should be included in the material. The material should be designed to 
serve as a useful post-arrival reference as well, supplemented with 
additional information.
    GPRA--Outcomes and Results: Applicants must include a statement of 
goals and expected outcomes for the program, including how results 
would be measured, as necessitated by Government Performance and 
Results Act (GPRA). Outcomes might include, but are not limited to, the 
following areas: developing a cadre of Burmese leaders with first-hand 
experience in the U.S., advancement of development goals for Burma, 
conflict resolution and building viable non-governmental institutions 
in Burma, or expansion of professional relationships between 
individuals and institutions in the U.S. and Burma. Project goals and 
planning should be linked to USG objectives. For example, if it is a 
goal to produce or influence leaders in Burma, potential leadership 
qualities should be among the selection criteria for applicants.
    Measurements might include: alumni achievements and activities, the 
quality and quantity of institutional linkages established as a result 
of the program, and degree of positive change in participant and/or 
public attitudes as a result of the program.

Budget Guidelines

    The Bureau anticipates awarding one grant of up to $300,000 to 
support program and administrative costs required to implement this 
program. The Bureau encourages applicants to provide maximum levels of 
cost sharing and funding from private sources in support of this 
program. Grants awarded to eligible organizations with less than four 
years of experience in conducting international exchange programs will 
be limited to $60,000. Proposals whose administrative costs are 20% or 
less of the total requested from ECA will be deemed more competitive.
    Applicants must submit a comprehensive budget for the entire 
program. There must be a summary budget as well as breakdowns 
reflecting both administrative and program budgets. Applicants may 
provide separate sub-budgets for each program component, phase, 
location, or activity in order to provide clarification.
    Allowable costs for the program include the following:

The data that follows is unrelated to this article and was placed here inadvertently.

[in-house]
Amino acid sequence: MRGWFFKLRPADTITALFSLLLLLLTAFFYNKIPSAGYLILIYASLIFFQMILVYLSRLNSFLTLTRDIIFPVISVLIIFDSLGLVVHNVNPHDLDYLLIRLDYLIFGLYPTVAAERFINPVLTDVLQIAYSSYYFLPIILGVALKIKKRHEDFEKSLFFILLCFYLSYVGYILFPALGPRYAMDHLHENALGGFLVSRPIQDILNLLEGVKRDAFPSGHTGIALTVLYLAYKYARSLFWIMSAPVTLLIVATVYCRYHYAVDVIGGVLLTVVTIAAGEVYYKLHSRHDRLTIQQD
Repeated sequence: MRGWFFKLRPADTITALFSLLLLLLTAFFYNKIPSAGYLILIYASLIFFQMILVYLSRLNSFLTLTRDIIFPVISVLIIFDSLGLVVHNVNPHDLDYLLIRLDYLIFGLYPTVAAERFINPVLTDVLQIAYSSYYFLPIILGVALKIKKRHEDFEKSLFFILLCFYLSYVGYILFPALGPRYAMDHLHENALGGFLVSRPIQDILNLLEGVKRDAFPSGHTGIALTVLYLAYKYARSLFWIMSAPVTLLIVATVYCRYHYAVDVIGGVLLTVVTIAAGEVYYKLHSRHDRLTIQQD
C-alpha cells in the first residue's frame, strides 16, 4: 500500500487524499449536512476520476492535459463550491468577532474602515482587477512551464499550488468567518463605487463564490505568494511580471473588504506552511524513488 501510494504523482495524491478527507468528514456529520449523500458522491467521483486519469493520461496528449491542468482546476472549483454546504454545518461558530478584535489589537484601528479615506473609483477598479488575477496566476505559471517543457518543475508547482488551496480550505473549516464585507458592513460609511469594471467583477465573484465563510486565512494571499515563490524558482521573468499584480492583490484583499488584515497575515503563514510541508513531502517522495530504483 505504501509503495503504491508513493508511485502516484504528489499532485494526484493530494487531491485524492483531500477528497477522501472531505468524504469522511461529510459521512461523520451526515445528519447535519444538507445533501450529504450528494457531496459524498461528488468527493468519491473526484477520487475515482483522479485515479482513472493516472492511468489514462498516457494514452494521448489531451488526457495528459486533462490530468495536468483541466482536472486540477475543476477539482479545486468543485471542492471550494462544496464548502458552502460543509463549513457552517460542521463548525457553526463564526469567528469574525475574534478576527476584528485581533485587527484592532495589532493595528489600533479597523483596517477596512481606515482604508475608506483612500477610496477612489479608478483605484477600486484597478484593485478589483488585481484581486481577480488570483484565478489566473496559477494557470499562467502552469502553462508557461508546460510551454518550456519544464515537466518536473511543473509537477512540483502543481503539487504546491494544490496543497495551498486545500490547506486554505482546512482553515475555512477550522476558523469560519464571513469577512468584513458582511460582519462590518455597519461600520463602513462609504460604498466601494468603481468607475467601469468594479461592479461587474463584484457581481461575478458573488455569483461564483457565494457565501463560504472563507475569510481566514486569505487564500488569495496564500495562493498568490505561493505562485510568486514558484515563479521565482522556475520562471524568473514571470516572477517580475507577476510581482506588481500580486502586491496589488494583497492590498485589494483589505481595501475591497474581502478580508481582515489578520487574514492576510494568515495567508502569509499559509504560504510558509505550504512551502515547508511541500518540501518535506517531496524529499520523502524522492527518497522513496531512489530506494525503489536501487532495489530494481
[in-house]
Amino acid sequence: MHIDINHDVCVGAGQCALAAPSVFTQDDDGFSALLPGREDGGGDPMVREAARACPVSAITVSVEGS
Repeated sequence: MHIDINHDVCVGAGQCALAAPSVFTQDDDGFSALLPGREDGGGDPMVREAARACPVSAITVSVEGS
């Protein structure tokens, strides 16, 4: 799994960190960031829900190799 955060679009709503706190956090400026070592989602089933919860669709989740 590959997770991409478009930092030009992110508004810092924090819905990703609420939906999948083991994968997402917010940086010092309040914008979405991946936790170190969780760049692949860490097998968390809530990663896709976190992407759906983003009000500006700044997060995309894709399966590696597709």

A. Program Costs

    (1). One-way economy fare international travel from their overseas 
location;
    (2). Domestic travel;
    (3). Tuition, room and board, stipends, incidental expenses, 
maintenance for university vacation periods;
    (4). Educational materials;
    (5). Cost of standardized test fees;
    (6). Per diem for orientation, professional, academic, and cultural 
enrichment.

B. Administrative Costs

    (1). Staff salaries and benefits;
    (2). Staff travel;
    (3). Communications (including telephone, fax, postage, etc.);
    (4). Office supplies;
    (5). Other direct costs.
    Please refer to the Solicitation Package for complete budget 
guidelines and formatting instructions.
    Announcement Title and Number: All correspondence with the Bureau 
concerning this RFGP should reference the Burma Refugee Scholarship 
Program and number ECA/A/E/EAP-02-BRSP.

FOR FURTHER INFORMATION, CONTACT: Mary Hanlon, Office of Academic 
Exchange Programs, ECA/A/E/EAP, Room 208, United States Department of 
State, 301 4th Street, SW., Washington, DC 20547, phone: (202) 619-
5406, fax: (202) 401-1728, email: mhanlon@pd.state.gov to request a 
Solicitation Package. The Solicitation Package contains detailed award 
criteria, required application forms, specific budget instructions, and 
standard guidelines for proposal preparation. Please specify Program 
Officer Mary Hanlon on all inquiries and correspondence.
    Please read the complete Federal Register announcement before 
sending inquiries or submitting proposals. Once the RFGP deadline has 
passed, Bureau staff may not discuss this competition with applicants 
until the proposal review process has been completed.

To Download a Solicitation Package Via Internet

    The entire Solicitation Package may be downloaded from the Bureau's 
website at http://exchanges.state.gov/education/RFGPs. Please read all